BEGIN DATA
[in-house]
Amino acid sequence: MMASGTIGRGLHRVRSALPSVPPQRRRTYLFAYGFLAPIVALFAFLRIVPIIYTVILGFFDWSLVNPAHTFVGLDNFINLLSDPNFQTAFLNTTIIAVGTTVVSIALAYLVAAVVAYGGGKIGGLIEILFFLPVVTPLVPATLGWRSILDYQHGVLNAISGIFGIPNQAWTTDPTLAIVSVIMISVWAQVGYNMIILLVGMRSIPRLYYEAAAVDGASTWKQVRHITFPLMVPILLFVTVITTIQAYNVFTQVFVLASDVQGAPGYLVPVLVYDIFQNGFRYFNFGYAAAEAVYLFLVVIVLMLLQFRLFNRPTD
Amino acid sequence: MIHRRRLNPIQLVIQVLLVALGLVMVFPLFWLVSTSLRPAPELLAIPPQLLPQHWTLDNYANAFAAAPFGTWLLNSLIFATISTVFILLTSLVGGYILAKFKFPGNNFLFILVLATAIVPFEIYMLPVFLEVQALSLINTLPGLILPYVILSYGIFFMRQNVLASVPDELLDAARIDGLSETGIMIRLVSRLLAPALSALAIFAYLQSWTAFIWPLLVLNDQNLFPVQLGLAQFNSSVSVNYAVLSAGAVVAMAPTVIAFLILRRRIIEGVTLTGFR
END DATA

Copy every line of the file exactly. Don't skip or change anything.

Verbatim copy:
[in-house]
Amino acid sequence: MMASGTIGRGLHRVRSALPSVPPQRRRTYLFAYGFLAPIVALFAFLRIVPIIYTVILGFFDWSLVNPAHTFVGLDNFINLLSDPNFQTAFLNTTIIAVGTTVVSIALAYLVAAVVAYGGGKIGGLIEILFFLPVVTPLVPATLGWRSILDYQHGVLNAISGIFGIPNQAWTTDPTLAIVSVIMISVWAQVGYNMIILLVGMRSIPRLYYEAAAVDGASTWKQVRHITFPLMVPILLFVTVITTIQAYNVFTQVFVLASDVQGAPGYLVPVLVYDIFQNGFRYFNFGYAAAEAVYLFLVVIVLMLLQFRLFNRPTD
Amino acid sequence: MIHRRRLNPIQLVIQVLLVALGLVMVFPLFWLVSTSLRPAPELLAIPPQLLPQHWTLDNYANAFAAAPFGTWLLNSLIFATISTVFILLTSLVGGYILAKFKFPGNNFLFILVLATAIVPFEIYMLPVFLEVQALSLINTLPGLILPYVILSYGIFFMRQNVLASVPDELLDAARIDGLSETGIMIRLVSRLLAPALSALAIFAYLQSWTAFIWPLLVLNDQNLFPVQLGLAQFNSSVSVNYAVLSAGAVVAMAPTVIAFLILRRRIIEGVTLTGFR